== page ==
Monday, August 20, 2012


Lately, T.S. Eliot has been on my mind. Specifically, "The Lovesong of J. Alfred Prufrock." The words of this poem kept coming into my mind during meditation this weekend. And re-reading it in light of mindfulness brings it alive in a different way for me. (This poem has always been dear to my heart.)

The experience of this poem is oh so human. It is, in fact, raw. And there are lines that stand out to me:

Do I dare
Disturb the universe?
In a minute there is time
For decisions and revisions which a minute will reverse.

If we observe our minds- this truth is resounding. The things we go through in a minute's time. The doubts and fears and plans and reversals of plans- the judgements and emotions, etc. It can be exhausting. 

And the "Do I dare" is a line that has always been meaningful to me, in different ways over different parts of my life. Most recently, I can connect it to how we all question our own worthiness. But what right do we have to do that? We question our goodness and whether or not we deserve some thing or another. Even our own love. So do I dare disturb the universe with this mind of mine? And these silly questions? And this existence I'm not so sure of? Well, of course I dare. Because I am here. 

The main voice speaks of his life and his fear. Of what he is not, and what he deserves. He questions his own worthiness. And the words of the poem are populated with the nitty gritty details of life- the hair on the arms of the women, the collar mounting to the chin, etc. And in the space between- the question. The overwhelming question, no less. And the one that is never outrightly asked.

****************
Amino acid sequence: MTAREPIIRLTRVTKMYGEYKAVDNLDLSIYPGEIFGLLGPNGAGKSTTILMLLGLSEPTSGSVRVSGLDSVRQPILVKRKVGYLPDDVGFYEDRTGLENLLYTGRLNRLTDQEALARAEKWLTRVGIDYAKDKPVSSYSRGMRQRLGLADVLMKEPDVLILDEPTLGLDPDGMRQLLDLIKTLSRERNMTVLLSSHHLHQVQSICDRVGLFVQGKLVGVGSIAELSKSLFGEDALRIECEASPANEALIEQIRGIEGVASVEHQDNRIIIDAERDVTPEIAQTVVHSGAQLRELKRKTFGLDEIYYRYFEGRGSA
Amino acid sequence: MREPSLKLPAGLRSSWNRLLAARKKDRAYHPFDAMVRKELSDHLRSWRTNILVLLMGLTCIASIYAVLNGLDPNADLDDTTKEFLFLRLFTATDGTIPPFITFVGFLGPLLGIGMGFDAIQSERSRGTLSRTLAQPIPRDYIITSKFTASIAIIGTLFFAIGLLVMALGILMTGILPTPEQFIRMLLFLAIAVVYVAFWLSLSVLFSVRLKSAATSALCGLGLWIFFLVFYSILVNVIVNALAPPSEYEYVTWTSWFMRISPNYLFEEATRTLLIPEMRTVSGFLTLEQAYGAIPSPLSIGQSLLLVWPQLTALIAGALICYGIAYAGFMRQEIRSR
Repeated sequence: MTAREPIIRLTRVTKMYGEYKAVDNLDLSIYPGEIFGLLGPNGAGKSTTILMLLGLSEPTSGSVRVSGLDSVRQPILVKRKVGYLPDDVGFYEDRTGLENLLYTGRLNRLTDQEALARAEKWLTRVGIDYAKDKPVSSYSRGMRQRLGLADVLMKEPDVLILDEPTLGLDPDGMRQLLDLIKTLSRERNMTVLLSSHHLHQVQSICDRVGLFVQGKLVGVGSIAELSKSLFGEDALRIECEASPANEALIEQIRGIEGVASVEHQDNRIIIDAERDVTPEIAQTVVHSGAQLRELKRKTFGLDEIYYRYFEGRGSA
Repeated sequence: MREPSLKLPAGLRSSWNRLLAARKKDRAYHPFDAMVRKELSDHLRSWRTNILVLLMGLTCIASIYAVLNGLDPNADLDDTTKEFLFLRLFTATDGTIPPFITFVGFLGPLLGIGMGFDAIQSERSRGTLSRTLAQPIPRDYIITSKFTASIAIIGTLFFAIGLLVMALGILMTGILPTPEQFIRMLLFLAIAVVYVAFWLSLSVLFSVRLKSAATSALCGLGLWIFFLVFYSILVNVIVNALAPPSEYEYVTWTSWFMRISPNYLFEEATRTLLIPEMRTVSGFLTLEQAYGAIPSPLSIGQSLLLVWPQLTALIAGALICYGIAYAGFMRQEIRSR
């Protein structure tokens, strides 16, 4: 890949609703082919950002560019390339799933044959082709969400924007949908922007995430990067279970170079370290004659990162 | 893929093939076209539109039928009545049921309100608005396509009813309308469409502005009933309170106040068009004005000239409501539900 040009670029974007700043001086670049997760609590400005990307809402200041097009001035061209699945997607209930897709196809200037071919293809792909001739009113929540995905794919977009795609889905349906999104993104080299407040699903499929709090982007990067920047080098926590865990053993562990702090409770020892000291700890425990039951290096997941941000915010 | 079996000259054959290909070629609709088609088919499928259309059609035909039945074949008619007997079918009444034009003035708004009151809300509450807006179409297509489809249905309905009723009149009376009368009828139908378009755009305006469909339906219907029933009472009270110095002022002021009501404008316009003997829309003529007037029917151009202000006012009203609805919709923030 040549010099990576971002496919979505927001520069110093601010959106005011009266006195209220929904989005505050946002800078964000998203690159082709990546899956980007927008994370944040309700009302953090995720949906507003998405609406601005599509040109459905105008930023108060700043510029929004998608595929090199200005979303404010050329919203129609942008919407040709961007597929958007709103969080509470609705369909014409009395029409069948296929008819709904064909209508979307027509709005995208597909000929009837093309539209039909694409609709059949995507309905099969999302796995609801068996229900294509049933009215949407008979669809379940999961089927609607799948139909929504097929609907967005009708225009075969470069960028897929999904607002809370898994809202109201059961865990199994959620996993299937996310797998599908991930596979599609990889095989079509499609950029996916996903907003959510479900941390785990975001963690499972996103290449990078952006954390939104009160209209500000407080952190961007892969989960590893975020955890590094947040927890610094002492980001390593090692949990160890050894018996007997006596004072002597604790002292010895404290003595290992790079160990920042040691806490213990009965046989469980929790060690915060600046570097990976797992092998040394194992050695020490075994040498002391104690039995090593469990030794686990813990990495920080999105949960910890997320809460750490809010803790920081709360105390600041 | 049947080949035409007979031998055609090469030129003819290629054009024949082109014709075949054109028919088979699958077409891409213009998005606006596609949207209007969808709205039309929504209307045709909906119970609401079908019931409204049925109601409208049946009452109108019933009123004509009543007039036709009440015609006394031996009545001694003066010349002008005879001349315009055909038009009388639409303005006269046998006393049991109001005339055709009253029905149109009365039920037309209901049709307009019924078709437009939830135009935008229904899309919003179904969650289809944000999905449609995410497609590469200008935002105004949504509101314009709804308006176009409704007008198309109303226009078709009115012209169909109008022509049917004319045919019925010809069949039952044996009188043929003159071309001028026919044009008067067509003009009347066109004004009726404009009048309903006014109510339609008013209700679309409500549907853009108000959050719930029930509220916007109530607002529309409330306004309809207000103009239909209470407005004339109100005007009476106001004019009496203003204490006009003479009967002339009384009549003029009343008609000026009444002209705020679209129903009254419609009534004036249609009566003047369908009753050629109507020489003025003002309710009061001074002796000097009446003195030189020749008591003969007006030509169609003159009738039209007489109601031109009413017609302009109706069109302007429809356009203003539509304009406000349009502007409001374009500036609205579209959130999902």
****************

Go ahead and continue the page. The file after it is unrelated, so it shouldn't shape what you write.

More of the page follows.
The speaker is afraid to ask it, though it rests there ripe in his mouth. And the best line,

Should I, after tea and cakes and ices,
Have the strength to force the moment to its crisis?

I love this image. The moment at its crisis. And don't we all wonder? Do we dare to meet the moment at its crisis? Right there, raw, exactly as it is, full of our fear or discomfort or questions or doubts? Do we have the strength to truly be present? To allow ourselves the space of being where nothing must be done? Where we do not hide from that raw reality?

I've learned a lot lately about Freedom from Reluctance. The reluctance we all have to meet the moment. There are so many excuses and so many distractions. But we can find that strength and bravery (because it takes an awful lot of it) to be present. With ourselves and with others, and finally in the world.

We can let go of fear, and of what others may think (as Eliot illustrates so wonderfully in this poem- it always goes back to someone else saying, "that is not it at all"). We have this freedom to simply be.

And this is a lovesong to ourselves. Our most authentic selves. Our true beings.

If you want to be moved, listen to Eliot read this aloud. His voice and manner of speaking are so wonderful.

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